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3 reviews, 2 user ratings

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Basket, The
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by Jack Sommersby

"Not Exactly a Slam Dunk, Yet.........."
3 stars

Formulaic and imperfect, this period drama manages to entertain more often than not.

With four screenwriters accredited, The Basket is a shambles in the storytelling department -- it's a miasma of haphazardly developed story threads which never succeed at congealing into a satisfying whole -- yet it's the damndest thing in that it manages to entertain even when you're perfectly aware of its faults. It's got heart, spiritedness, and an obvious desire to please, so you can be somewhat forgiving of it because there's rarely an instance when you're bored or inclined to look away; even when the plotting turns trite you're likely to be so wrapped up in the characters' emotional plights and the film's innate goodwill that surrendering to its charm is just as easily done than said. The Basket is wildly uneven and edited so imprecisely at times that I thought the director, Rich Cowan, had turned his head to cough on several occasions while supervising the final shaping of the film in the cutting room -- it comes off as a fragmentation of an artist's vision rather than a fully realized one. Yet, oddly enough, even when the dramatic and story arcs make themselves known as being extremely limited, I was surprised at discovering how much I cared about how things would turn out in the end. You find yourself more interested in the "how" than the "what," which is quite remarkable considering just how predictable everything plays itself out.

Peter Coyote (one of our finest American actors) stars as Martin Conlon, the sole schoolteacher of the small farming community of Waterville, Washington in 1918, a year when America is at a time of uncertainty. World War I has broken out, America is at arms with Germany, and a good number of its youngfolk are being shipped back home alive, alive but permanently injured, or in body bags. The film is largely seen through the eyes of Helmut Brink (Robert Karl Burke), a ten-year-old German orphan who, with his older sister Brigitta (Amber Willenborg), has relocated to Waterville and is put under the guardianship of the local minister. They both speak English and are soon attending public school, which doesn't exactly sit well with the community (most of whom still view Germans as perpetrators of violence against their countrymen without recognizing there are innocents among that nationality -- like the children who've had no choice in their lives thus far). Helmut had to first endure a detention camp in the States, just as the Japanese did after the attack on Pearl Harbor, so it's a whole new beginning when he's afforded freedom in the quaint tranquility of Waterville. But prejudice is inflicted upon him by some of his schoolmates, and the only healthy outlet he finds is in the extracurricular activity of what's known now as "basketball." Conlon is from Boston, and in addition to the German opera he plays for his class on a daily basis -- he feeds passages of it to them to sustain their interest -- he instructs the young men on the rudiments of the game, which culminates in a five-hundred-dollar tournament match with the defending Spokane Spartans, where it's hoped that the prize money can be used for a down-payment on a state-of-the-art reaper that presumably can help bestow prosperity upon this economically challenged town.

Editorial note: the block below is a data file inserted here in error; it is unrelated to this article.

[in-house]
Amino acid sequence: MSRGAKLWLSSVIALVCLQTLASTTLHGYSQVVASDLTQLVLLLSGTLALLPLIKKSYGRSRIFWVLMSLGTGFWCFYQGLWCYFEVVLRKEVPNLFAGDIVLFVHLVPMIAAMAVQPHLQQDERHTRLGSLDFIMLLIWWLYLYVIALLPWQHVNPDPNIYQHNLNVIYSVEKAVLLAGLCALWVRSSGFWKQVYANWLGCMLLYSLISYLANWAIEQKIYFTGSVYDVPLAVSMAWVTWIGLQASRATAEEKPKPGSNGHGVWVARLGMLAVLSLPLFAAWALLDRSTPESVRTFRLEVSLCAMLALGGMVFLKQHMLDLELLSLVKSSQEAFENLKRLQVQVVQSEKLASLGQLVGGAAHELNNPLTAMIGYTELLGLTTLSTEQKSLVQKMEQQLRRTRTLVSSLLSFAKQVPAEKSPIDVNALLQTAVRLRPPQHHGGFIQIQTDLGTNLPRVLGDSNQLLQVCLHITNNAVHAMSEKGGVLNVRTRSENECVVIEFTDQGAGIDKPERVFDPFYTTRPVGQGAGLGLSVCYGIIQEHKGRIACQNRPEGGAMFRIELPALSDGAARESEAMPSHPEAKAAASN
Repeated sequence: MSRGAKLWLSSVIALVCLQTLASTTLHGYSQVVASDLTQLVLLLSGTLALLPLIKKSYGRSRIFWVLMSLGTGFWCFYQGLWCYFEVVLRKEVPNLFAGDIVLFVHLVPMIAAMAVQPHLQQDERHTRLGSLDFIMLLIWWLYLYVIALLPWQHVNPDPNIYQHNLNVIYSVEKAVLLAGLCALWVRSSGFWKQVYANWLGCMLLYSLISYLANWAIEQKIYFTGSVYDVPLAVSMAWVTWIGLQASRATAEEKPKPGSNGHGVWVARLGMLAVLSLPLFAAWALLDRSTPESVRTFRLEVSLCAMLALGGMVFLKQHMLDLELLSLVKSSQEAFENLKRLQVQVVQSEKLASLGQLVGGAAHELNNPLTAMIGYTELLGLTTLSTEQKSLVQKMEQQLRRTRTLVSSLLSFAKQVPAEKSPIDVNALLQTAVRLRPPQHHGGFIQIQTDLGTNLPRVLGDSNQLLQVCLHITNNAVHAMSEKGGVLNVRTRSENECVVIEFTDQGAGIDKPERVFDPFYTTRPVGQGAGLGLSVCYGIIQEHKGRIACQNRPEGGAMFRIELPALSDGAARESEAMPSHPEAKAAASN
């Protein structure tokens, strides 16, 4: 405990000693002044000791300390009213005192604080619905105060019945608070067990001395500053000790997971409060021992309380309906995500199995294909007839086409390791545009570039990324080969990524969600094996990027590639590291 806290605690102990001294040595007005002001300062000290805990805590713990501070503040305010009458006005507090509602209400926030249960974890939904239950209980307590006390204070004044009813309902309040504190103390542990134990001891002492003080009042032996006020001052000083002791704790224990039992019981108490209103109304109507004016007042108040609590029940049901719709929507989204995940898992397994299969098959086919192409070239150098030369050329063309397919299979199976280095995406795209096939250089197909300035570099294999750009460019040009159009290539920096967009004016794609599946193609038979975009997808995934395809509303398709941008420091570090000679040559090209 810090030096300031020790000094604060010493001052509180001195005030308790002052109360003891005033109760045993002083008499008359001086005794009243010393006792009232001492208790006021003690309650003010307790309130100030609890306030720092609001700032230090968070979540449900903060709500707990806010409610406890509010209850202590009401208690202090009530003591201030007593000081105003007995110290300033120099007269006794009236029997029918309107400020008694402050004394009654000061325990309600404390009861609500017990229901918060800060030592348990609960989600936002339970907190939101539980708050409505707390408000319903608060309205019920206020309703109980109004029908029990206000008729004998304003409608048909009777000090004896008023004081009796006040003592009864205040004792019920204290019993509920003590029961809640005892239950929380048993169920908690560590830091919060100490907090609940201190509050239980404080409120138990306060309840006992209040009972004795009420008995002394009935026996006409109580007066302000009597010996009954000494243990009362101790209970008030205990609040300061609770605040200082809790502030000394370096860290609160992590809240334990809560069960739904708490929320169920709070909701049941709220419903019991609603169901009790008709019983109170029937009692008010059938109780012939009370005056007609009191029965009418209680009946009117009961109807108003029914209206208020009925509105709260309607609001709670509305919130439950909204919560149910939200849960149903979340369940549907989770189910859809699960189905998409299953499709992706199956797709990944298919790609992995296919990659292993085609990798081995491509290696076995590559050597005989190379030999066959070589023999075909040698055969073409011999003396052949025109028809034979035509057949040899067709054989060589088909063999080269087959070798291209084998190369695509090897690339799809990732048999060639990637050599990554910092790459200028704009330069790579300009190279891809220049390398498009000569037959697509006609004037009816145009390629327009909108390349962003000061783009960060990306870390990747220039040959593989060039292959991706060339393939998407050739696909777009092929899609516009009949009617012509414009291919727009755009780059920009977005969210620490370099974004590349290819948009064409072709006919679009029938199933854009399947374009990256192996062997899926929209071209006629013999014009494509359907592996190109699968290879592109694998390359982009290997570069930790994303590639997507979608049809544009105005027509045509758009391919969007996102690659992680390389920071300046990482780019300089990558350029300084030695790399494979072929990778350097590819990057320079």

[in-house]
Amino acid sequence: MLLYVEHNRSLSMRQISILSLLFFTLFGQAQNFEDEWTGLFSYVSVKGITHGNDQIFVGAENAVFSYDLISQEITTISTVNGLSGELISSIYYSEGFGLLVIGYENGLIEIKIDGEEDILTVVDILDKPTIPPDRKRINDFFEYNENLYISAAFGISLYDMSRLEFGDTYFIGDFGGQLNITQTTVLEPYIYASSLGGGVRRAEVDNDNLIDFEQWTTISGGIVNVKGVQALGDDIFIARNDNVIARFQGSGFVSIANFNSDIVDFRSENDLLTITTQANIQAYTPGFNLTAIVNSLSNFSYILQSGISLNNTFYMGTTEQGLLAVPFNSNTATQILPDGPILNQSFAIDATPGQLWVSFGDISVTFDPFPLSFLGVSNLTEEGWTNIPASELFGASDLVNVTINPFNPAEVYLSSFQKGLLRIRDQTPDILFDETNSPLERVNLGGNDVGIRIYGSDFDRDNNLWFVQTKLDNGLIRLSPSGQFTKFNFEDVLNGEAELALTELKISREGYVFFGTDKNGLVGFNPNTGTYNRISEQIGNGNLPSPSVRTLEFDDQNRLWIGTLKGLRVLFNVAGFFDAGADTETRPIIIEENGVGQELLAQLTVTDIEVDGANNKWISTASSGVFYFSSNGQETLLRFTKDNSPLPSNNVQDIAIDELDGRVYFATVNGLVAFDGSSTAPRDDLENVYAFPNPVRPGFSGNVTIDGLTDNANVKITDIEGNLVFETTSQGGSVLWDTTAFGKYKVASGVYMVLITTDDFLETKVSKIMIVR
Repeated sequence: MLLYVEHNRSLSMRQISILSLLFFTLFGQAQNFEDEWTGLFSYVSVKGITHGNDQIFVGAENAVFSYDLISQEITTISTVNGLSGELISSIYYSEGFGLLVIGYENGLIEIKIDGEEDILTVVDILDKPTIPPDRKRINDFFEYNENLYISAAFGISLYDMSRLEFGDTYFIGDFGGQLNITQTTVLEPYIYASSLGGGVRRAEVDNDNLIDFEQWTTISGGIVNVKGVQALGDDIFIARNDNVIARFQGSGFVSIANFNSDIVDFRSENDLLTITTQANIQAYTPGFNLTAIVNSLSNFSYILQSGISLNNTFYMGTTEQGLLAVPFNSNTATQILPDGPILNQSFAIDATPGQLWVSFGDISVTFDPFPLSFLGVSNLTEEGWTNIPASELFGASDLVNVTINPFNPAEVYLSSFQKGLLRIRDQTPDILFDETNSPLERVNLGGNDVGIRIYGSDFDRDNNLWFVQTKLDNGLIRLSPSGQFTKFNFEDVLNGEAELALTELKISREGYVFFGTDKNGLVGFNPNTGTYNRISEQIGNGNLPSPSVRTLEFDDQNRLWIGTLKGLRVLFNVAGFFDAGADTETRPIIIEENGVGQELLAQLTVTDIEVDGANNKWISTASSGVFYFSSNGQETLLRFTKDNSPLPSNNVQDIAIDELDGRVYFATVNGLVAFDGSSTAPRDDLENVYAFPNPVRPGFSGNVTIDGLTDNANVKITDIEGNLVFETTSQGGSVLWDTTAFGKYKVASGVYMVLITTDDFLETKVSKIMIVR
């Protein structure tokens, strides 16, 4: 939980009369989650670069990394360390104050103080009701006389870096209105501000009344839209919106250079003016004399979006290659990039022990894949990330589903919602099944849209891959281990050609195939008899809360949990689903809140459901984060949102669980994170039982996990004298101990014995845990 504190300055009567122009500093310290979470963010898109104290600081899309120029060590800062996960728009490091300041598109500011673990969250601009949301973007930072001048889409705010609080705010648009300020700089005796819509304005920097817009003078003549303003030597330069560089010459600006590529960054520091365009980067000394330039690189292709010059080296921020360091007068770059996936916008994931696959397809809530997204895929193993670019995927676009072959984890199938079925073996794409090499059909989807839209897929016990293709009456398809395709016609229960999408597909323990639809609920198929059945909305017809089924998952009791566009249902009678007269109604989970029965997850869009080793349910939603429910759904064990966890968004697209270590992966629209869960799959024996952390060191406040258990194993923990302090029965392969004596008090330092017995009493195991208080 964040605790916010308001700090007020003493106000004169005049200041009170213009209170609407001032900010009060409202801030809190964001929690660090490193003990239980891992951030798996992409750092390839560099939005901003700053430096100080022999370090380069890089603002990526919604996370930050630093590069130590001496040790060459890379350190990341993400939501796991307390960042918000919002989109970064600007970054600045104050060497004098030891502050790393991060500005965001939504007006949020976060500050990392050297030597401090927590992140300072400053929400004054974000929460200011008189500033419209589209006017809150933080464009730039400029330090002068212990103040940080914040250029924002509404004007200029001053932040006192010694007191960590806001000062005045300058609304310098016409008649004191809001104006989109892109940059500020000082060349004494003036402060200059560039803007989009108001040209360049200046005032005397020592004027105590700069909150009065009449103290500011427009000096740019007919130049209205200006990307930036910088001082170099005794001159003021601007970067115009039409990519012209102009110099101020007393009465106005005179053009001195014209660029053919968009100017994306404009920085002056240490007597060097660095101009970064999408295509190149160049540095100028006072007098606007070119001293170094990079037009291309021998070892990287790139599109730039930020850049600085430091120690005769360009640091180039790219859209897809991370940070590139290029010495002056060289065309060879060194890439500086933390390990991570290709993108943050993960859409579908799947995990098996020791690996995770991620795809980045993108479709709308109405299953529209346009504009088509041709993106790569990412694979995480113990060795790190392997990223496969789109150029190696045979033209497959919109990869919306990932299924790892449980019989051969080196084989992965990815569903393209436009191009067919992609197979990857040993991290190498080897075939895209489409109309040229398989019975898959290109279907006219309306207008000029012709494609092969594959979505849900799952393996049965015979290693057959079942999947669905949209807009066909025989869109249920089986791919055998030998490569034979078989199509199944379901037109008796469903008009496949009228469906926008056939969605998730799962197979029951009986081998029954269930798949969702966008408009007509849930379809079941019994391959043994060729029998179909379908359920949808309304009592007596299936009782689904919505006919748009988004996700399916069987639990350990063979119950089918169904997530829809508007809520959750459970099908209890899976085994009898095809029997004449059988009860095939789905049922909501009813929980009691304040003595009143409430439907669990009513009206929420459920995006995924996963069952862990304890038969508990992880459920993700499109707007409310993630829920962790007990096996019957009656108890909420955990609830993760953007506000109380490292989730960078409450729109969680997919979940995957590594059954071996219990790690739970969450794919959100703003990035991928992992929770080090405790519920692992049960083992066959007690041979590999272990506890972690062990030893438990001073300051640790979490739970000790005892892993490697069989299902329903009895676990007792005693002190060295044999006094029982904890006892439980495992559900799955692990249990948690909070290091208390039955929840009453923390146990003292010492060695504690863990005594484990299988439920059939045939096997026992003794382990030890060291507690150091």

With its screenplay-by-committee, it's little wonder that The Basket shoots off into various story tangents without satisfyingly developing any of them. There's the local boy who falls in love with Brigetta (much to the dismay of his bigoted father -- who, naturally, learns to tolerate and accept his German neighbors), the teacher who's revealed to have a shady past, a persistent farm-equipment salesman who might or might not have the townfolks' best interests at heart, and, naturally, an unimpressive group of sportsman who're going to have to work darn hard to defeat their rivals in the big match. The film is derivative of past derivative (though first-rate) period dramas, 1986's Hoosiers and 1993's Sommersby, but it shares a few of their attributes: a commanding lead performance (Coyote brings quiet dignity to the role of Conlon); a lucid conviction of time and place (the period details aren't stodgy like in a Merchant-Ivory production); and a believable depiction of small-town dailiness (you sense you're eavesdropping on the lives of everyday people). Oh, there are some considerable quibbles. The basketball-training scenes come off as moot and are poorly directed. Raiders of the Lost Ark alum Karen Allen is unbearably emotive as the bigoted farmer's wife. The unintentional burning-down of the farmer's barn wouldn't be any less offensive had the screenwriters pissed on it. And each and every plot turn is all too neatly wrapped up before the ending credits start to roll. Still, the handling of the material is more properly respectful than insultingly manipulative, and the golden cinematography by Dan Heigh and Don Caron's evocative score are virtually faultless. The Basket is far from original, yet it plays itself out as acceptable-enough entertainment.

Good for a rainy Saturday afternoon.

link directly to this review at http://www.hollywoodbitchslap.com/review.php?movie=4958&reviewer=327
originally posted: 01/10/03 10:00:42
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User Comments

9/19/04 rayn no Comments 5 stars
2/22/02 Unanon It's safe for my mother to see. Pretty bland. 3 stars
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  05-May-2000 (PG)



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